Exodus 9:20
Parallel Verses
English Standard Version
Then whoever feared the word of the LORD among the servants of Pharaoh hurried his slaves and his livestock into the houses,

King James Bible
He that feared the word of the LORD among the servants of Pharaoh made his servants and his cattle flee into the houses:

American Standard Version
He that feared the word of Jehovah among the servants of Pharaoh made his servants and his cattle flee into the houses.

Douay-Rheims Bible
He that feared the word of the Lord among Pharao's servants, made his servants and his cattle flee into houses:

English Revised Version
He that feared the word of the LORD among the servants of Pharaoh made his servants and his cattle flee into the houses:

Webster's Bible Translation
He that feared the word of the LORD, among the servants of Pharaoh, made his servants and his cattle flee into the houses:

Exodus 9:20 Parallel
Commentary
Keil and Delitzsch Biblical Commentary on the Old Testament

As the plagues had thus far entirely failed to bend the unyielding heart of Pharaoh under the will of the Almighty God, the terrors of that judgment, which would infallibly come upon him, were set before him in three more plagues, which were far more terrible than any that had preceded them. That these were to be preparatory to the last decisive blow, is proved by the great solemnity with which they were announced to the hardened king (Exodus 9:13-16). This time Jehovah was about to "send all His strokes at the heart of Pharaoh, and against his servants and his people" (Exodus 9:14). אל־לבּך does not signify "against thy person," for לב is not used for נפשׁ, and even the latter is not a periphrasis for "person;" but the strokes were to go to the king's heart, "It announces that they will be plagues that will not only strike the head and arms, but penetrate the very heart, and inflict a mortal wound" (Calvin). From the plural "strokes," it is evident that this threat referred not only to the seventh plague, viz., the hail, but to all the other plagues, through which Jehovah was about to make known to the king that "there was none like Him in all the earth,;" i.e., that not one of the gods whom the heathen worshipped was like Him, the only true God. For, in order to show this, Jehovah had not smitten Pharaoh and his people at once with pestilence and cut them off from the earth, but had set him up to make him see, i.e., discern or feel His power, and to glorify His name in all the earth (Exodus 9:15, Exodus 9:16). In Exodus 9:15 וגו שׁלחתּי (I have stretched out, etc.) is to be taken as the conditional clause: "If I had now stretched out My hand and smitten thee...thou wouldest have been cut off." העמדתּיך forms the antithesis to תּכּהד, and means to cause to stand or continue, as in 1 Kings 15:4; 2 Chronicles 9:8 (διετηρήθης lxx). Causing to stand presupposes setting up. In this first sense the Apostle Paul has rendered it ἐξήγειρα in Romans 9:17, in accordance with the purport of his argument, because "God thereby appeared still more decidedly as absolutely determining all that was done by Pharaoh" (Philippi on Romans 9:17). The reason why God had not destroyed Pharaoh at once was twofold: (1) that Pharaoh himself might experience (הראת to cause to see, i.e., to experience) the might of Jehovah, by which he was compelled more than once to give glory to Jehovah (Exodus 9:27; Exodus 10:16-17; Exodus 12:31); and (2) that the name of Jehovah might be declared throughout all the earth. As both the rebellion of the natural man against the word and will of God, and the hostility of the world-power to the Lord and His people, were concentrated in Pharaoh, so there were manifested in the judgments suspended over him the patience and grace of the living God, quite as much as His holiness, justice, and omnipotence, as a warning to impenitent sinners, and a support to the faith of the godly, in a manner that should by typical for all times and circumstances of the kingdom of God in conflict with the ungodly world. The report of this glorious manifestation of Jehovah spread at once among all the surrounding nations (cf. Exodus 15:14.), and travelled not only to the Arabians, but to the Greeks and Romans also, and eventually with the Gospel of Christ to all the nations of the earth (vid., Tholuck on Romans 9:17).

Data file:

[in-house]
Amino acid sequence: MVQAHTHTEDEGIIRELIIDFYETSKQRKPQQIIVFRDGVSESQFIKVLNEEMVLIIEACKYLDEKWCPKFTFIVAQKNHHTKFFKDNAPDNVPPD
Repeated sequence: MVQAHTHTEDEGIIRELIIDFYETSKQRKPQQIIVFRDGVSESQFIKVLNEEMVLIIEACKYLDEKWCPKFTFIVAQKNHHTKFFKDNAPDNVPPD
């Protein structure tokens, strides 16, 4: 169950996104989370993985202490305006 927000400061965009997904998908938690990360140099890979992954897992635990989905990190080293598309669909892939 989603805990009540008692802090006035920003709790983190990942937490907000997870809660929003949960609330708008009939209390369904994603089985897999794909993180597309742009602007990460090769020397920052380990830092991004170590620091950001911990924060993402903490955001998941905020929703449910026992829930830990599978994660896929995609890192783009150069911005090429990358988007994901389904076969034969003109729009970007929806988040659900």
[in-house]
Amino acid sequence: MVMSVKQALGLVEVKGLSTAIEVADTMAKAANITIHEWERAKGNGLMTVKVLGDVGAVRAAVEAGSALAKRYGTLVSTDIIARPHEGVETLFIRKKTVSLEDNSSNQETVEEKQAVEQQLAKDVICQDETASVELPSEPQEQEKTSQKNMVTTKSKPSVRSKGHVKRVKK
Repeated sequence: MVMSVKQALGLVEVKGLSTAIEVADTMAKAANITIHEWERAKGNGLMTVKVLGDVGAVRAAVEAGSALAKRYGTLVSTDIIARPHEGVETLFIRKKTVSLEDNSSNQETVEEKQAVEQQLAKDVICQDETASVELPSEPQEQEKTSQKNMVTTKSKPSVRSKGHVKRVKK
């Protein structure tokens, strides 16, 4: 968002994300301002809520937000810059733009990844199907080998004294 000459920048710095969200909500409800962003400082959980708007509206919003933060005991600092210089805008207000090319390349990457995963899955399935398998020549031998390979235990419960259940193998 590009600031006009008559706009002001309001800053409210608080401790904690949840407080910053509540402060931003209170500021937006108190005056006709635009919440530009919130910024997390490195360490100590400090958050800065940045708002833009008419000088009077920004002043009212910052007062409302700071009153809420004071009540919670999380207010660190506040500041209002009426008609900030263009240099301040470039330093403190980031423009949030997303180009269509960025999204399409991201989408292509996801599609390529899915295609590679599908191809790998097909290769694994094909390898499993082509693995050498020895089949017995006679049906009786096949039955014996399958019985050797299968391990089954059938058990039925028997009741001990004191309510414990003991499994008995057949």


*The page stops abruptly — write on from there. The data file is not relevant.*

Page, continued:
Exodus 9:20 Parallel Commentaries

Treasury of Scripture Knowledge

Proverbs 6:16 These six things does the LORD hate: yes, seven are an abomination to him:

Proverbs 22:2,23 The rich and poor meet together: the LORD is the maker of them all...

Jonah 3:5,6 So the people of Nineveh believed God, and proclaimed a fast, and put on sackcloth...

Mark 13:14-16 But when you shall see the abomination of desolation, spoken of by Daniel the prophet, standing where it ought not...

Hebrews 11:7 By faith Noah, being warned of God of things not seen as yet, moved with fear, prepared an ark to the saving of his house...

Cross References
Exodus 9:6
And the next day the LORD did this thing. All the livestock of the Egyptians died, but not one of the livestock of the people of Israel died.

Exodus 9:21
but whoever did not pay attention to the word of the LORD left his slaves and his livestock in the field.

Proverbs 13:13
Whoever despises the word brings destruction on himself, but he who reveres the commandment will be rewarded.

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ESV Text Edition: 2016. The Holy Bible, English Standard Version® copyright © 2001 by Crossway Bibles, a publishing ministry of Good News Publishers.
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